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‘Doctor Who’ has a callback to its original form in “Fugitive of the Judoon.” (Photo provided via @bbcdoctorwho on Twitter) 

TV Review: Sunday’s episode of ‘Doctor Who’ signifies a return to form while redefining its history

Series 11 of Doctor Who was missing something. Whether it was because of the insistence on ignoring its own history or a lack of any narrative thread, Doctor Who was still going — with some excellent individual episodes — but seemed to be stuck in time. Recent episodes have showed a promising trend, but with “Fugitive of the Judoon,” it’s finally safe to say that Doctor Who — as fans have known it — is back.

Co-written by lead writer Chris Chibnall and returning writer Vinay Patel, the Doctor (Jodie Whittaker) and her companions return to present-day U.K., where they find the Judoon, an alien race of anthropomorphic rhinoceroses pursuing justice with an iron fist, on the hunt for an unidentified fugitive.

The Judoon are a deep callback to Doctor Who’s past, not having made a significant appearance on the show in over a decade, but they’re just one of many returning elements and characters. Series 12 has already had some exciting reveals, but some twists in “Fugitive of the Judoon” create truly jaw-dropping moments and only thicken the series’ increasingly puzzling mystery.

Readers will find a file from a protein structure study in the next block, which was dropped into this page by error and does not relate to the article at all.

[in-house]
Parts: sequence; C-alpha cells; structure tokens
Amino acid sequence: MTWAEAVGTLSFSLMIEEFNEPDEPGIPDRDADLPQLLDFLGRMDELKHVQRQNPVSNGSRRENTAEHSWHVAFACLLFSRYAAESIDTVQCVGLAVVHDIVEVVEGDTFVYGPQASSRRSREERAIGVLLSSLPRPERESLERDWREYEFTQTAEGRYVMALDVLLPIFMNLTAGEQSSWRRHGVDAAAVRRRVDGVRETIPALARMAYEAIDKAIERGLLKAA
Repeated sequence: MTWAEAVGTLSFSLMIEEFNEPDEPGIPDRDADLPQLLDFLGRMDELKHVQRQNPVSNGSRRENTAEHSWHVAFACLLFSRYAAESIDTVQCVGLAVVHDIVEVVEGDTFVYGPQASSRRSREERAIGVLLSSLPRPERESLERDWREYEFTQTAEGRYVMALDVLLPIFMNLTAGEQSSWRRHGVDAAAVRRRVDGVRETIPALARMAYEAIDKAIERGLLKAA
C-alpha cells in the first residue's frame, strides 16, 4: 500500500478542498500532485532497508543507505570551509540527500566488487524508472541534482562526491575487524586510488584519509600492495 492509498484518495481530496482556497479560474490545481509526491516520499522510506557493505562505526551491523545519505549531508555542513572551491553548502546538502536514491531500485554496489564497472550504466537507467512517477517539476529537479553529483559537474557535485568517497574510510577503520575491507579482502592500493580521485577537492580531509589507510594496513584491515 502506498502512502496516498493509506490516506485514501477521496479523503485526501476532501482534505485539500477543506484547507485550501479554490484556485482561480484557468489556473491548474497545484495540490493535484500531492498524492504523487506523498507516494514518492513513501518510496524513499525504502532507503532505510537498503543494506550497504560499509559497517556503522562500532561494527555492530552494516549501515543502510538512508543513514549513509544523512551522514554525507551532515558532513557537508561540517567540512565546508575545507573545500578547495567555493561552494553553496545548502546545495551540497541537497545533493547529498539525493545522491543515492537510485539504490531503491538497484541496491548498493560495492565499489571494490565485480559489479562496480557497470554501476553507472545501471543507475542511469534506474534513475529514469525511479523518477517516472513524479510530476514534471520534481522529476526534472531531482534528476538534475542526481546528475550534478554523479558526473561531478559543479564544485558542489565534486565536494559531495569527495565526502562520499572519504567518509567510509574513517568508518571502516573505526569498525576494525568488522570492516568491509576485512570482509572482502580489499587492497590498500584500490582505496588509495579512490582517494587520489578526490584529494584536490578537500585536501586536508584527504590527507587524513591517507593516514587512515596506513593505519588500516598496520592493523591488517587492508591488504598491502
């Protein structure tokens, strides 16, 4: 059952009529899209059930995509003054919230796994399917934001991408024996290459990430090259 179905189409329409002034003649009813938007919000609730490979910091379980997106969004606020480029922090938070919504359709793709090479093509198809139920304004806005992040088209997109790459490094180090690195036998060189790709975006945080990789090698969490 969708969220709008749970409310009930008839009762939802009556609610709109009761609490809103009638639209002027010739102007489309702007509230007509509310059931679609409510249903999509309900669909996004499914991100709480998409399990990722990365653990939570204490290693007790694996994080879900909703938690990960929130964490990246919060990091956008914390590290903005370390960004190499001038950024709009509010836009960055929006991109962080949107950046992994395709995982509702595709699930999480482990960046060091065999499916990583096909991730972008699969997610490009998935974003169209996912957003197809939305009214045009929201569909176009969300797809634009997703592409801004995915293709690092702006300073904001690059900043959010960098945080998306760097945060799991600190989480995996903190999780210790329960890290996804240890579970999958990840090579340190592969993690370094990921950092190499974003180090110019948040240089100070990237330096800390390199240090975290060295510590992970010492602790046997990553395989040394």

Key to the episode’s core plot are the suspected fugitive, his wife, Lee (Neil Stuke), and Ruth Clayton (Jo Martin). Stuke and Martin both bring expert performances, and their actions and mannerisms are also important to figuring out what exactly is going on. Longtime fans of the show may be able to see where the reveal is going yet again, thanks to the return of some of the show’s most fascinating elements. However, the final twist at the end will likely catch everyone off-guard.

With the main focus lying with the Doctor and Claytons, her usual companions aren’t given the usual amount of screentime, literally being zapped out of the main plot, where they become acquainted with another one of the Doctor’s old friends. The reunion is a welcome one, however, and team TARDIS’ reduced presence helps keep the pace in a story that has a lot of ground to cover.

“Fugitive of the Judoon” packs more callbacks and surprises in 50 minutes than the entirety of the previous series, in a way that goes beyond mere fan service by giving old elements, friends and foes new purpose in driving the plot forward. It’s both a return to form and a shocking episode that has major ramifications for the series’ future. The second half of the series has a lot of questions to address, but if it’s as good as the first half, we’re in for something special.

Doctor Who airs Sundays at 8 p.m. on BBC America.


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